Tower of London
The Tower of London
has a gruesome history, as over the centuries itís served as prison and place of execution. In the 11th century its purpose was to serve as a fortress to defend the royals from enemy armies. During Medieval times it became a prison, and several royals were later executed here including Henry VI and Anne Boleyn. The last notable imprisonments were those of the Krays in 1952. Nowadays itís a far more salubrious attraction, and you can expect crowds of visitors flocking here to see the Crown Jewels and the displays of royal armour. Tickets are £20.90 and guided tours are available.
Victoria & Albert Museum
Housed within an impressive building, the V&Aís
collections focus on decorative arts. Founded in 1852, it is the largest museum of its kind in the world. Among the many items on display is an intriguing selection of musical instruments, Islamic ceramics and textiles, Japanese prints and fashion from the 18th century onwards. The museum now opens till 22:00 on the last Friday of the month, with a bar and DJs in the foyer. Admission is free.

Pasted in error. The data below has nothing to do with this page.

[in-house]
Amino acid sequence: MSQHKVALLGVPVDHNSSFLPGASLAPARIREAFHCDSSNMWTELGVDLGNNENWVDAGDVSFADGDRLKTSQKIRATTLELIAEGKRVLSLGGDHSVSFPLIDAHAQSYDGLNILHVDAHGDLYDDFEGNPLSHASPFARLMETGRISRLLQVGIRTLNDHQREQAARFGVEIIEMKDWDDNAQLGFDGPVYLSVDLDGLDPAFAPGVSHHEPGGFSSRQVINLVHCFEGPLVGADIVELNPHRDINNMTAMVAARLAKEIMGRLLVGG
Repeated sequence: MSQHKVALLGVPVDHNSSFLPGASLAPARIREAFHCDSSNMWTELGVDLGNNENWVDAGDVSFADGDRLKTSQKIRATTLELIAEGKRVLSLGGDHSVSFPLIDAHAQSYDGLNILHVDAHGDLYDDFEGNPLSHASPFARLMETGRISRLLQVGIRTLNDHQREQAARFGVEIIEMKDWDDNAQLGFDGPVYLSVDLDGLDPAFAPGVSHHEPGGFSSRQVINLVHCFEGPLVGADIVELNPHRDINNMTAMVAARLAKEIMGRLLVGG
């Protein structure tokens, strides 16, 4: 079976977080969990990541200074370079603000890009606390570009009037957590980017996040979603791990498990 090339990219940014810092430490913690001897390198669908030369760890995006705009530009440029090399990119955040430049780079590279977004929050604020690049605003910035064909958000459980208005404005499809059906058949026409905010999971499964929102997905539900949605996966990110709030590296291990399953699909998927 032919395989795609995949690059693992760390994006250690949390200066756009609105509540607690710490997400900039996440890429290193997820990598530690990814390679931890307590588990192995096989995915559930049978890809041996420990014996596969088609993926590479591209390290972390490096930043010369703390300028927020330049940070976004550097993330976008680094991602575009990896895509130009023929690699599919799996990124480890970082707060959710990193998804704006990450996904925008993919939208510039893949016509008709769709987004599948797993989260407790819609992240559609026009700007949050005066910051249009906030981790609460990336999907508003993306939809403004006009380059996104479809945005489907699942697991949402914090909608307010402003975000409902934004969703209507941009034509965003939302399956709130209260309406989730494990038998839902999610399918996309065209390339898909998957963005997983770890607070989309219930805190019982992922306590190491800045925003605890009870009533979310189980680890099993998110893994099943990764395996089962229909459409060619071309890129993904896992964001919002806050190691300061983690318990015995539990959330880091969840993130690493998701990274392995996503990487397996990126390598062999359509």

Londonís most famous park hasnít always been suitable for a relaxing walk. In the 17th century Hyde Park
was rather dangerous, as it was frequented by highwaymen and other unsavoury characters. Nowadays youíre more likely to encounter tourists, and when the weather is good, picnickers and sun seekers, as amenities include rowing in the lake, swimming and playing tennis. Speakerís Corner, near Marble Arch, has existed since 1872 and is where anyone can stand up and voice their opinion to passers-by on a Sunday. The Diana Memorial and a monument dedicated to the 52 people killed in the July 7th bombings are also located here.